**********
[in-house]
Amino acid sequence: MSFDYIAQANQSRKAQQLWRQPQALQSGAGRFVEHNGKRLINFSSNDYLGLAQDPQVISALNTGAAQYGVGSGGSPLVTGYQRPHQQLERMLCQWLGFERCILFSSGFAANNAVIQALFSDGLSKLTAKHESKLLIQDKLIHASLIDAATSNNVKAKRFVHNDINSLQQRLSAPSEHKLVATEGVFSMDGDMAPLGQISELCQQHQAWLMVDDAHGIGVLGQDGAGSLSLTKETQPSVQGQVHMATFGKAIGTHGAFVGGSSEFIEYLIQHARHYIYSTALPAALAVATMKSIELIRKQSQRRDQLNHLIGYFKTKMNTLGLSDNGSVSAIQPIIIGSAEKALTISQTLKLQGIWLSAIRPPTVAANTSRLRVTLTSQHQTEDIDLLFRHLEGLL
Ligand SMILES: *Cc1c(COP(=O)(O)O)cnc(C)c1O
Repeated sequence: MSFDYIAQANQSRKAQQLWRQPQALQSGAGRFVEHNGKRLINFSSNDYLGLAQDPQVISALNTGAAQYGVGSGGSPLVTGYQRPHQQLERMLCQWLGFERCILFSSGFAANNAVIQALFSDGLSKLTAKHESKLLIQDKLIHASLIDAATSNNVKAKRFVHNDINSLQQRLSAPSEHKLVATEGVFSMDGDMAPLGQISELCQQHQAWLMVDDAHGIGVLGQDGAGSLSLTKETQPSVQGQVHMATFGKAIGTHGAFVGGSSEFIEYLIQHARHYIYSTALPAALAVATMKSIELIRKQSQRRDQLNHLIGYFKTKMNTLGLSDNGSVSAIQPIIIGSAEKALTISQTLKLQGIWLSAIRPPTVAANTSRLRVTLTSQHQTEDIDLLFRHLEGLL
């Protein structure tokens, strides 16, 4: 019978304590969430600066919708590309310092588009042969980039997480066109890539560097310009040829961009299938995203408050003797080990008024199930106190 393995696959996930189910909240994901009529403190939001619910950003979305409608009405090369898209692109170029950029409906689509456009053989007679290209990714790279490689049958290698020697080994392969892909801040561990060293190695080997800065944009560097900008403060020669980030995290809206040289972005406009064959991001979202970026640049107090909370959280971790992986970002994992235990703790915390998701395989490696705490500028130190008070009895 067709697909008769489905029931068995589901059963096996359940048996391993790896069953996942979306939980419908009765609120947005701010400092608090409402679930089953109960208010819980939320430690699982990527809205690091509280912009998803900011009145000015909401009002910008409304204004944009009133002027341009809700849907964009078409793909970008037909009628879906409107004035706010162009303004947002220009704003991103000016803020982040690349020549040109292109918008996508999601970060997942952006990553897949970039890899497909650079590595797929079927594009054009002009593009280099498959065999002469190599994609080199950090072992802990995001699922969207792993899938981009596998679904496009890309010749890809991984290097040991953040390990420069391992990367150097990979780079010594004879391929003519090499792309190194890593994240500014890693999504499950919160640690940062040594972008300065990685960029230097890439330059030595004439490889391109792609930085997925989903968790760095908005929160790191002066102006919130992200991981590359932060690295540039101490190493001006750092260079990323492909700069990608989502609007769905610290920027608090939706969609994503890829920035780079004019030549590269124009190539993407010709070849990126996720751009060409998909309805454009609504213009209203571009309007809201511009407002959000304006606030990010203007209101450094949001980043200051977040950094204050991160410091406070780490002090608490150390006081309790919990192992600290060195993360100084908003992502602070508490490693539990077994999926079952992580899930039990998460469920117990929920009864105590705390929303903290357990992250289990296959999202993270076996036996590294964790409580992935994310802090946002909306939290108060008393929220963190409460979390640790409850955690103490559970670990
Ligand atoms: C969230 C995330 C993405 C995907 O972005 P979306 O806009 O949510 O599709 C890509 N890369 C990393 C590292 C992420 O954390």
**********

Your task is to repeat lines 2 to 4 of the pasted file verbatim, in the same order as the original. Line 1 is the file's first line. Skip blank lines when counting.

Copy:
Amino acid sequence: MSFDYIAQANQSRKAQQLWRQPQALQSGAGRFVEHNGKRLINFSSNDYLGLAQDPQVISALNTGAAQYGVGSGGSPLVTGYQRPHQQLERMLCQWLGFERCILFSSGFAANNAVIQALFSDGLSKLTAKHESKLLIQDKLIHASLIDAATSNNVKAKRFVHNDINSLQQRLSAPSEHKLVATEGVFSMDGDMAPLGQISELCQQHQAWLMVDDAHGIGVLGQDGAGSLSLTKETQPSVQGQVHMATFGKAIGTHGAFVGGSSEFIEYLIQHARHYIYSTALPAALAVATMKSIELIRKQSQRRDQLNHLIGYFKTKMNTLGLSDNGSVSAIQPIIIGSAEKALTISQTLKLQGIWLSAIRPPTVAANTSRLRVTLTSQHQTEDIDLLFRHLEGLL
Ligand SMILES: *Cc1c(COP(=O)(O)O)cnc(C)c1O
Repeated sequence: MSFDYIAQANQSRKAQQLWRQPQALQSGAGRFVEHNGKRLINFSSNDYLGLAQDPQVISALNTGAAQYGVGSGGSPLVTGYQRPHQQLERMLCQWLGFERCILFSSGFAANNAVIQALFSDGLSKLTAKHESKLLIQDKLIHASLIDAATSNNVKAKRFVHNDINSLQQRLSAPSEHKLVATEGVFSMDGDMAPLGQISELCQQHQAWLMVDDAHGIGVLGQDGAGSLSLTKETQPSVQGQVHMATFGKAIGTHGAFVGGSSEFIEYLIQHARHYIYSTALPAALAVATMKSIELIRKQSQRRDQLNHLIGYFKTKMNTLGLSDNGSVSAIQPIIIGSAEKALTISQTLKLQGIWLSAIRPPTVAANTSRLRVTLTSQHQTEDIDLLFRHLEGLL